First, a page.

A close-up of the H1, showing the asymmetry of the upper and lower stacked propellers.

In November, the company received its Special Airworthiness Certification from the US Federal Aviation Administration (FAA), which will allow the company to conduct flights outdoors.

For now, however, Doroni continues flying the H1 indoors, gathering data for its new H1-X. By March, the company had completed more than 70 tests on the H1, including about 10 manned flights.

Why Ducted Propellers

Doroni chose a ducted propeller design for the H1-X for many reasons, Merdinger said. One is that ducted propellers provide better lift efficiency. Ducted thrusters, or shrouded propellers, typically produce greater static thrust compared to an isolated propeller of the same diameter and power loading, according to a 2002 study by the US National Aeronautics and Space Administration (NASA) entitled, “Performance Study of a Ducted Fan System.” Andrew Mearns, a sales coach and consultant with Multicopter Aerospace Consulting, told Vertiflite on March 1 that the winged design of the H1-X provides one of the few “freebies” in aerodynamics — free lift. Mearns liked the ducted propeller design as it provides additional efficiency, about 20% more than aircraft without ducted thrusters.

Another reason for the ducted propeller design is that the ducts provide an added level of safety compared to exposed propellers. Merdinger said the safety provided by the ducts will be appealing to families who want to use their aircraft for personal use.

Doroni CEO Doron Merdinger made the first crewed flight of the H1 on July 3, 2023.

Mearns said the ducted propeller design makes pilots and passengers far less likely to come in contact with a spinning propeller because the blades are fully enclosed and obvious to people around the aircraft. Additionally, Mearns said the H1-X provides a big positive with a clear ingress and egress in between the wings with a safety buffer between the passengers and the thrusters.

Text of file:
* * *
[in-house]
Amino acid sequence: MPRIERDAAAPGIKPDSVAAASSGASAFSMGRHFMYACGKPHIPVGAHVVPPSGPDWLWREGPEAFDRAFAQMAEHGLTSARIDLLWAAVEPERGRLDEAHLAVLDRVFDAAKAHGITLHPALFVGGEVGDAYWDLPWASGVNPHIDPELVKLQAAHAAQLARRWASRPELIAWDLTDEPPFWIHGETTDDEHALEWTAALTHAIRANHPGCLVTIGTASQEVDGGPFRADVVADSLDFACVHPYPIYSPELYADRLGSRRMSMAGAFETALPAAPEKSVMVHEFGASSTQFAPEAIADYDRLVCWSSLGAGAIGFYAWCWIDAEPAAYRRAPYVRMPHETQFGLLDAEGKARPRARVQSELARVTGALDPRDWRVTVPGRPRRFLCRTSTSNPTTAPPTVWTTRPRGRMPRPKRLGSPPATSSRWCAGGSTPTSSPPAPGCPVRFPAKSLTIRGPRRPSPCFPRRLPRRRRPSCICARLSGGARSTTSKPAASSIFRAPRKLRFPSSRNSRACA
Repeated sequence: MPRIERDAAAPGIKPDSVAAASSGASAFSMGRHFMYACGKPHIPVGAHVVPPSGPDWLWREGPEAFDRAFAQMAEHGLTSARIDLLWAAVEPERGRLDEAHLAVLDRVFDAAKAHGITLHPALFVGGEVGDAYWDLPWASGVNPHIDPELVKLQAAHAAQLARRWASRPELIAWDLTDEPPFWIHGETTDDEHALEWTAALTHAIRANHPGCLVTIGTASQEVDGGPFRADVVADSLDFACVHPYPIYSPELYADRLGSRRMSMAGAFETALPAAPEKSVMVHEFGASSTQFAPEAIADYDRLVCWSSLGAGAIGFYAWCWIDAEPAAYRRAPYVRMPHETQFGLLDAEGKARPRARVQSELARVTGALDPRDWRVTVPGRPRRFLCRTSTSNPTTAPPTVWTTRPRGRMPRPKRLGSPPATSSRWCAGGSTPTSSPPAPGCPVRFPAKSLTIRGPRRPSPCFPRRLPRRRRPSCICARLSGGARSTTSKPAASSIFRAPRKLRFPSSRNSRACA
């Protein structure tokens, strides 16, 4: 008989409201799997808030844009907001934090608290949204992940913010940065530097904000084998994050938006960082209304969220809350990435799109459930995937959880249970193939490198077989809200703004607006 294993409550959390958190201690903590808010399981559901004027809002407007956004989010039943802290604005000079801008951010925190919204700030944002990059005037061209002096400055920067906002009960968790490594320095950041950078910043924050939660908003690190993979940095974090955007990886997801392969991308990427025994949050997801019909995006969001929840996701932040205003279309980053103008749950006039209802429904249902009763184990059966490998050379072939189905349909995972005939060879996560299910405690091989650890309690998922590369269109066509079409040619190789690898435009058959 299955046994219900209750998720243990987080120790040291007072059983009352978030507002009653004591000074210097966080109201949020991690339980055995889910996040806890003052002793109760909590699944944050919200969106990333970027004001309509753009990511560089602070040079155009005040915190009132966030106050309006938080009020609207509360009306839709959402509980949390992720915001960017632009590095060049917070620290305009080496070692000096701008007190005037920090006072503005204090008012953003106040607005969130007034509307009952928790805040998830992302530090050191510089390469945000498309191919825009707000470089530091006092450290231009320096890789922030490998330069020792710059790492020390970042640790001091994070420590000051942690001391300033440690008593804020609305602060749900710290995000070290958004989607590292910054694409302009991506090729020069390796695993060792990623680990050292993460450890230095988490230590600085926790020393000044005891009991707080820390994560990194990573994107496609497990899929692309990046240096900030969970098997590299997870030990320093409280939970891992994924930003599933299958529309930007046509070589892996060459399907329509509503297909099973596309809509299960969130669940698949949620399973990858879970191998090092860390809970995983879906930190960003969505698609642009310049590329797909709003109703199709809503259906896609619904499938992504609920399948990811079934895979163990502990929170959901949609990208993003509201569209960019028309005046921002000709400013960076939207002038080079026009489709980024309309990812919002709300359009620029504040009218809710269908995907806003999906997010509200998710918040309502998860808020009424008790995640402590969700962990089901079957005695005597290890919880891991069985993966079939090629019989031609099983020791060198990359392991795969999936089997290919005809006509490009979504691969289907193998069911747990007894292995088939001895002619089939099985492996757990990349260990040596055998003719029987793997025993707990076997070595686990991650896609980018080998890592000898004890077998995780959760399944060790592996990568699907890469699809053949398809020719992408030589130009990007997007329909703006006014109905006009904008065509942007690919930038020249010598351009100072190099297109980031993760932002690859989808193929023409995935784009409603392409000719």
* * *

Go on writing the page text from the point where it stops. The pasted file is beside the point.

Mearns said other eVTOL aircraft, such as the EHang autonomous aerial vehicle (AAV), do not have a defined walkway or pathway of safety, requiring crew to wait until the propellers stop spinning to safely exit. There could be situations, he said, where the crew must exit an aircraft in an emergency and cannot wait for propellers to stop spinning.

Merdinger said the ducts also hide the motors and reduce noise from spinning compared to the exposed blades. Lastly, Merdinger noted the sleek design of the ducted propellers.

Doroni is promoting the H1-X for a variety of personal and professional missions including cargo, military operations, emergency medical services (EMS), and search and rescue (SAR). The aircraft can take off and land on any private or public property where permission is granted, allowing it to be used for daily commutes or pleasure flights.

The H1-X is capable of remotely piloted flight, but Merdinger did not provide further details. Merdinger said the H1-X's reduced noise levels and heat signature would make it attractive to militaries.

“It can rescue other people by remote control as well,” Merdinger said. “Just take it five miles out of the [danger] area and bring them to a safe [place].”

Multiple Missions

A Doroni advisor believes the H1-X's compact design will bring utility, functionality and convenience to the market. Johnny Doo, president of International Vehicle Research, Inc., and co-lead of the VFS Transformative Vertical Flight (TVF) working group on public service, told Vertiflite on March 13 that being able to fit the H1-X into a two-car garage will provide utility in firefighting and EMS missions. Increased sales of the H1-X, he said, will reduce the platform's total unit costs.

Militaries can use the H1-X for reconnaissance, personnel transport and other critical missions. EMS providers can use it for medical evacuations and transporting professionals and supplies. The H1-X announcement video presented on March 1 showed a stretcher entering through the front of the cockpit for EMS missions. The H1-X is also useful in SAR missions for navigating challenging terrains and ensuring quick responses.

Designing the new aircraft over the last year, Doroni knew it wanted the H1-X to use the same propulsion system as on the H1 model, but that it should have wings with more lift and lifting surfaces than the H1. The result is that the H1-X has more efficient wing designs and gains extra lift from having the patented landing gears embedded in the tips of the anhedral surfaces, which Merdinger called an engineering challenge.